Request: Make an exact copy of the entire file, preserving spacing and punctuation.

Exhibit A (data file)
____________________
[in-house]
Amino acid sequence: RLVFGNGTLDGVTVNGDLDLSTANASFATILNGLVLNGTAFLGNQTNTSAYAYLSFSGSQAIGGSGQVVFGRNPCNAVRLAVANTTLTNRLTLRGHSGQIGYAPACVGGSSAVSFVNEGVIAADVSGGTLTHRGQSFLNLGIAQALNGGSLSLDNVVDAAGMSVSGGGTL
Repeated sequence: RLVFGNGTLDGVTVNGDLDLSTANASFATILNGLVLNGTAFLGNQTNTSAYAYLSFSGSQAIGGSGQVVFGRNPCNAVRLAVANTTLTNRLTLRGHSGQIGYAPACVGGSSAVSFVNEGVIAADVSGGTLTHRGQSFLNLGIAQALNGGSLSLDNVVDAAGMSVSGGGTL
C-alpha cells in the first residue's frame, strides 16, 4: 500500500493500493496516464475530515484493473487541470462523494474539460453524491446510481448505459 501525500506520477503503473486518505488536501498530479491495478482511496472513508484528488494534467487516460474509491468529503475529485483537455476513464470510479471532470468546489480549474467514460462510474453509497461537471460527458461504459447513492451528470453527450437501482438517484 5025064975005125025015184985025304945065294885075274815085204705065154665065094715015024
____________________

[in-house]
Amino acid sequence: RLVFGNGTLDGVTVNGDLDLSTANASFATILNGLVLNGTAFLGNQTNTSAYAYLSFSGSQAIGGSGQVVFGRNPCNAVRLAVANTTLTNRLTLRGHSGQIGYAPACVGGSSAVSFVNEGVIAADVSGGTLTHRGQSFLNLGIAQALNGGSLSLDNVVDAAGMSVSGGGTL
Repeated sequence: RLVFGNGTLDGVTVNGDLDLSTANASFATILNGLVLNGTAFLGNQTNTSAYAYLSFSGSQAIGGSGQVVFGRNPCNAVRLAVANTTLTNRLTLRGHSGQIGYAPACVGGSSAVSFVNEGVIAADVSGGTLTHRGQSFLNLGIAQALNGGSLSLDNVVDAAGMSVSGGGTL
C-alpha cells in the first residue's frame, strides 16, 4: 500500500493500493496516464475530515484493473487541470462523494474539460453524491446510481448505459 501525500506520477503503473486518505488536501498530479491495478482511496472513508484528488494534467487516460474509491468529503475529485483537455476513464470510479471532470468546489480549474467514460462510474453509497461537471460527458461504459447513492451528470453527450437501482438517484 5025064975005125025015184985025304945065294885075274815085204705065154665065094715015024